Pharma companies set for another big year for M&A

Political and economic uncertainty caused pharma M&A to slacken off in 2016, seeing deal values in the sector falling to $273.7bn from $392.4bn the previous year. While 2016 was far from catastrophic for pharma M&A it failed to reach the all-time highs achieved from the mega-deals in 2015, and the collapse of the $160bn mega-deal between Pfizer and Allergan was just one of the year’s setbacks for the sector.

Despite this, M&A forecasters predict that 2017 could be one of the biggest years yet for the sector, particularly when you look at previous pharma M&A trends: the last time the sector experienced such a decline was during the financial crisis in 2008, however the following year saw some of the industry’s largest mega-deals of all time, when Pfizer purchased Wyeth, Roche bought Genentech and Merck acquired Schering-Plough. With this in mind, deal analysts expect to see a significant upturn in pharma deal making as the year progresses.

M&A in the Trump era

Donald Trump’s presidency is expected to be positive for M&A and mega-mergers in particular. The new administration is expected to look more favourably on large deals than initially anticipated and relax corporate tax rates, suggesting the American-based pharma companies will be in a much better position to go out and pursue acquisitions.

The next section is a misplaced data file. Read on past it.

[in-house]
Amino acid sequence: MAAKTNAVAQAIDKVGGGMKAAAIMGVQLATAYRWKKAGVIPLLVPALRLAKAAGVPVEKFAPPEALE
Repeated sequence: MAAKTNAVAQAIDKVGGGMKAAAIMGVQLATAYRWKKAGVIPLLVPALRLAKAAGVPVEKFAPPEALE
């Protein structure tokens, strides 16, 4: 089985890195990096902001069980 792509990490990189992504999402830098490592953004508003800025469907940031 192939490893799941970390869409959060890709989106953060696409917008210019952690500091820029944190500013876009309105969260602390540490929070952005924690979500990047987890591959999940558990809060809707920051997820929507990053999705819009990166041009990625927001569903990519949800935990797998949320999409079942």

As there remains uncertainty around whether Trump will introduce regulatory changes, it’s likely that companies will try and complete transactions before any such changes come into effect. According to Pfizer’s chief executive, Ian Read, many US pharma companies are delaying their deal decision making until the new US administration announces its plans for corporate taxes, stating that the “whole industry is on pause” at the moment.

Chinese M&A boom set to continue

2016 was a stellar year for Chinese M&A and this doesn’t seem likely to slow down in 2017. Chinese and other Asian companies are expected to try and gain a greater share in US and European markets. For Chinese companies such as Jiangsu Hengrui Medicine and Shanghai Henlius Biotech, cross-border partnerships are very much at the forefront of their growth strategies and we can expect to see an even greater deal of outbound M&A from Chinese pharma companies as the year progresses.

2017 is anticipated to be one of the most active years for deal making in the pharma sector. Large pharma companies have been cautious over the last year, but now these big businesses have their takeover targets in sight and deal commentators expect that we will see a price war among some acquisitions.

Stay tuned to our blog for industry M&A analysis and remember to get in touch with our experienced team with any questions you have about the M&A process and how Benchmark International can help you.

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